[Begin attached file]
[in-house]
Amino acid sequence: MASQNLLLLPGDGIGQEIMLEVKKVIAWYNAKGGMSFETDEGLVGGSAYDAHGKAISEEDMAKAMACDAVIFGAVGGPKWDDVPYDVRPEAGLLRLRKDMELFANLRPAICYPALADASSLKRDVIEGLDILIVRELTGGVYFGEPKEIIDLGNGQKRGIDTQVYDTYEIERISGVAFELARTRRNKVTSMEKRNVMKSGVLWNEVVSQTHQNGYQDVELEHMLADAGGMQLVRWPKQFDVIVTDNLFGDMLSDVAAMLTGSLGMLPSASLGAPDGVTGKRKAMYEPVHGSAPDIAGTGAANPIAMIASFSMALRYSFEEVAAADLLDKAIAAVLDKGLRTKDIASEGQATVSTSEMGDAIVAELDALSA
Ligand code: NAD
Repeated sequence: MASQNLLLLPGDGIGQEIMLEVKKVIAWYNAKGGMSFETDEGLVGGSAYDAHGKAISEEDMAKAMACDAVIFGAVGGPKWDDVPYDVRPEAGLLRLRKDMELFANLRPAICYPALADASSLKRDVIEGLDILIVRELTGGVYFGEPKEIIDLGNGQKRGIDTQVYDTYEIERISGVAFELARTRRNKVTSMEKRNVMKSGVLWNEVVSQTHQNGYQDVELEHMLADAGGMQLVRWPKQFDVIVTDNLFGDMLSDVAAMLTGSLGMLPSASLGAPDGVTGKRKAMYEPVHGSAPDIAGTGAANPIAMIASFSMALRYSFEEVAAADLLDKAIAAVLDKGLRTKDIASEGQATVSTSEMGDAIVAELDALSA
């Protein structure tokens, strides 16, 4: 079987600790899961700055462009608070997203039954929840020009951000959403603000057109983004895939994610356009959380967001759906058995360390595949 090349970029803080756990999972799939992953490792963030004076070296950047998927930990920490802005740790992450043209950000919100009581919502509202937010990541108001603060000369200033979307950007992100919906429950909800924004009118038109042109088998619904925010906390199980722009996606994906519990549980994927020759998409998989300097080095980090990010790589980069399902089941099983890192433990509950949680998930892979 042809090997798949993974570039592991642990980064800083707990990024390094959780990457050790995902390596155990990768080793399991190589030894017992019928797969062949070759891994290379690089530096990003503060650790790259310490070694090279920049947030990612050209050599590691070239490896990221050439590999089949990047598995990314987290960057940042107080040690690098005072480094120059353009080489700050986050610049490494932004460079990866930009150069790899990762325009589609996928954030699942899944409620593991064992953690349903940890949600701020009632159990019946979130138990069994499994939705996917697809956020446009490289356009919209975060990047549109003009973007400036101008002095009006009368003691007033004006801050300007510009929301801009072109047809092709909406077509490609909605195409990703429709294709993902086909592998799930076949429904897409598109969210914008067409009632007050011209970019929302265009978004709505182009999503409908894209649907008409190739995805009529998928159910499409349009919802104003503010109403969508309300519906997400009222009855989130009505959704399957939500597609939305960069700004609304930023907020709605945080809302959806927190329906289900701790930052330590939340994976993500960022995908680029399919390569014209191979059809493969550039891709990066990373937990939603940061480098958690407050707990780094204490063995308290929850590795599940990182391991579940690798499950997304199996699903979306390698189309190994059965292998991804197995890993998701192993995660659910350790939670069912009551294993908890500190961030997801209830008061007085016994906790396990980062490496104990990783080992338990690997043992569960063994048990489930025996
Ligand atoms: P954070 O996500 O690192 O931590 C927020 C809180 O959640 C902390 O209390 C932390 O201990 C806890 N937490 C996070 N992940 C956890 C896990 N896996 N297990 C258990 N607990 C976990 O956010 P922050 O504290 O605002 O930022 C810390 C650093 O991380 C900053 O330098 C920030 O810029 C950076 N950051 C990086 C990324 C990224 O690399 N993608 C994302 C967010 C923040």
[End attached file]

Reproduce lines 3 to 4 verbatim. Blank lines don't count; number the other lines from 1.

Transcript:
Ligand code: NAD
Repeated sequence: MASQNLLLLPGDGIGQEIMLEVKKVIAWYNAKGGMSFETDEGLVGGSAYDAHGKAISEEDMAKAMACDAVIFGAVGGPKWDDVPYDVRPEAGLLRLRKDMELFANLRPAICYPALADASSLKRDVIEGLDILIVRELTGGVYFGEPKEIIDLGNGQKRGIDTQVYDTYEIERISGVAFELARTRRNKVTSMEKRNVMKSGVLWNEVVSQTHQNGYQDVELEHMLADAGGMQLVRWPKQFDVIVTDNLFGDMLSDVAAMLTGSLGMLPSASLGAPDGVTGKRKAMYEPVHGSAPDIAGTGAANPIAMIASFSMALRYSFEEVAAADLLDKAIAAVLDKGLRTKDIASEGQATVSTSEMGDAIVAELDALSA